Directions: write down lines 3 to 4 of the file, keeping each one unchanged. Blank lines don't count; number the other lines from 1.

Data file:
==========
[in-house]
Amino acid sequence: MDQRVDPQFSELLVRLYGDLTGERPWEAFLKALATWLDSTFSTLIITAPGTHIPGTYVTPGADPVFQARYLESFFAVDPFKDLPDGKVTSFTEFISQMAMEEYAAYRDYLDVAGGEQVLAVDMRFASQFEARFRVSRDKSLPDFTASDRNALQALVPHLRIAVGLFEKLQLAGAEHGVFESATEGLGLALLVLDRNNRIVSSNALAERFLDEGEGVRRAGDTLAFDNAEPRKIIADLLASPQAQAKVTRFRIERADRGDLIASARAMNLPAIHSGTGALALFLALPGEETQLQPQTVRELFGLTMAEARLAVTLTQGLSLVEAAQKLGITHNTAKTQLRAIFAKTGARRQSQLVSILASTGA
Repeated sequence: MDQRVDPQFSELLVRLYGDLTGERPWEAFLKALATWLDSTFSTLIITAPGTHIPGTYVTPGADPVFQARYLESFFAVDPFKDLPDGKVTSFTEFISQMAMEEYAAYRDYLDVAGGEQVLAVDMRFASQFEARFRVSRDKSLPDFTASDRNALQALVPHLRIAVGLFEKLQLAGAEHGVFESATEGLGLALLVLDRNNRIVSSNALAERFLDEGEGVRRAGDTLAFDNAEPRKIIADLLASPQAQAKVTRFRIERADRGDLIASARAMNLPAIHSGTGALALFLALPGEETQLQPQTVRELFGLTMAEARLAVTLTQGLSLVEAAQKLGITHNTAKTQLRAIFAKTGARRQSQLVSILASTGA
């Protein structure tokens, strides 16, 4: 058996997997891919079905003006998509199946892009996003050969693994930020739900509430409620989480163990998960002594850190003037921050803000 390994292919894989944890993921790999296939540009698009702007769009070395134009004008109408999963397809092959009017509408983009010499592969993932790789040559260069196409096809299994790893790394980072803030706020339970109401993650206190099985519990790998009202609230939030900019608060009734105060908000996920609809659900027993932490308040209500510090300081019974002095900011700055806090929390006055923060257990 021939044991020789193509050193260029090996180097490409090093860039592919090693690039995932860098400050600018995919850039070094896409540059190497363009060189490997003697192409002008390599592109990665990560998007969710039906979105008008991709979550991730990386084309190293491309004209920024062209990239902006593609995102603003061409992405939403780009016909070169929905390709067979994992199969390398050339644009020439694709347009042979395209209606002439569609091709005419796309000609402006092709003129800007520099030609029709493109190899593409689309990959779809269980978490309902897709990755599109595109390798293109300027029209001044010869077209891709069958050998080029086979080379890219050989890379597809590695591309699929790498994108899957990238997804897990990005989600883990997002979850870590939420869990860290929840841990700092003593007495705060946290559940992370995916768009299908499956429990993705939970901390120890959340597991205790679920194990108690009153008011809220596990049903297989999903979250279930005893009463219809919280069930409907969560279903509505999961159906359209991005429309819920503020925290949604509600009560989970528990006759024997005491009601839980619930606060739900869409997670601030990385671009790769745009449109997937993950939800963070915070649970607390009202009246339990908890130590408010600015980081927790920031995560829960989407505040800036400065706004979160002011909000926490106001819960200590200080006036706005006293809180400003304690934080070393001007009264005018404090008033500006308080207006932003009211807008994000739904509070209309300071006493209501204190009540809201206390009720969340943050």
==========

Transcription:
Repeated sequence: MDQRVDPQFSELLVRLYGDLTGERPWEAFLKALATWLDSTFSTLIITAPGTHIPGTYVTPGADPVFQARYLESFFAVDPFKDLPDGKVTSFTEFISQMAMEEYAAYRDYLDVAGGEQVLAVDMRFASQFEARFRVSRDKSLPDFTASDRNALQALVPHLRIAVGLFEKLQLAGAEHGVFESATEGLGLALLVLDRNNRIVSSNALAERFLDEGEGVRRAGDTLAFDNAEPRKIIADLLASPQAQAKVTRFRIERADRGDLIASARAMNLPAIHSGTGALALFLALPGEETQLQPQTVRELFGLTMAEARLAVTLTQGLSLVEAAQKLGITHNTAKTQLRAIFAKTGARRQSQLVSILASTGA
């Protein structure tokens, strides 16, 4: 058996997997891919079905003006998509199946892009996003050969693994930020739900509430409620989480163990998960002594850190003037921050803000 390994292919894989944890993921790999296939540009698009702007769009070395134009004008109408999963397809092959009017509408983009010499592969993932790789040559260069196409096809299994790893790394980072803030706020339970109401993650206190099985519990790998009202609230939030900019608060009734105060908000996920609809659900027993932490308040209500510090300081019974002095900011700055806090929390006055923060257990 021939044991020789193509050193260029090996180097490409090093860039592919090693690039995932860098400050600018995919850039070094896409540059190497363009060189490997003697192409002008390599592109990665990560998007969710039906979105008008991709979550991730990386084309190293491309004209920024062209990239902006593609995102603003061409992405939403780009016909070169929905390709067979994992199969390398050339644009020439694709347009042979395209209606002439569609091709005419796309000609402006092709003129800007520099030609029709493109190899593409689309990959779809269980978490309902897709990755599109595109390798293109300027029209001044010869077209891709069958050998080029086979080379890219050989890379597809590695591309699929790498994108899957990238997804897990990005989600883990997002979850870590939420869990860290929840841990700092003593007495705060946290559940992370995916768009299908499956429990993705939970901390120890959340597991205790679920194990108690009153008011809220596990049903297989999903979250279930005893009463219809919280069930409907969560279903509505999961159906359209991005429309819920503020925290949604509600009560989970528990006759024997005491009601839980619930606060739900869409997670601030990385671009790769745009449109997937993950939800963070915070649970607390009202009246339990908890130590408010600015980081927790920031995560829960989407505040800036400065706004979160002011909000926490106001819960200590200080006036706005006293809180400003304690934080070393001007009264005018404090008033500006308080207006932003009211807008994000739904509070209309300071006493209501204190009540809201206390009720969340943050």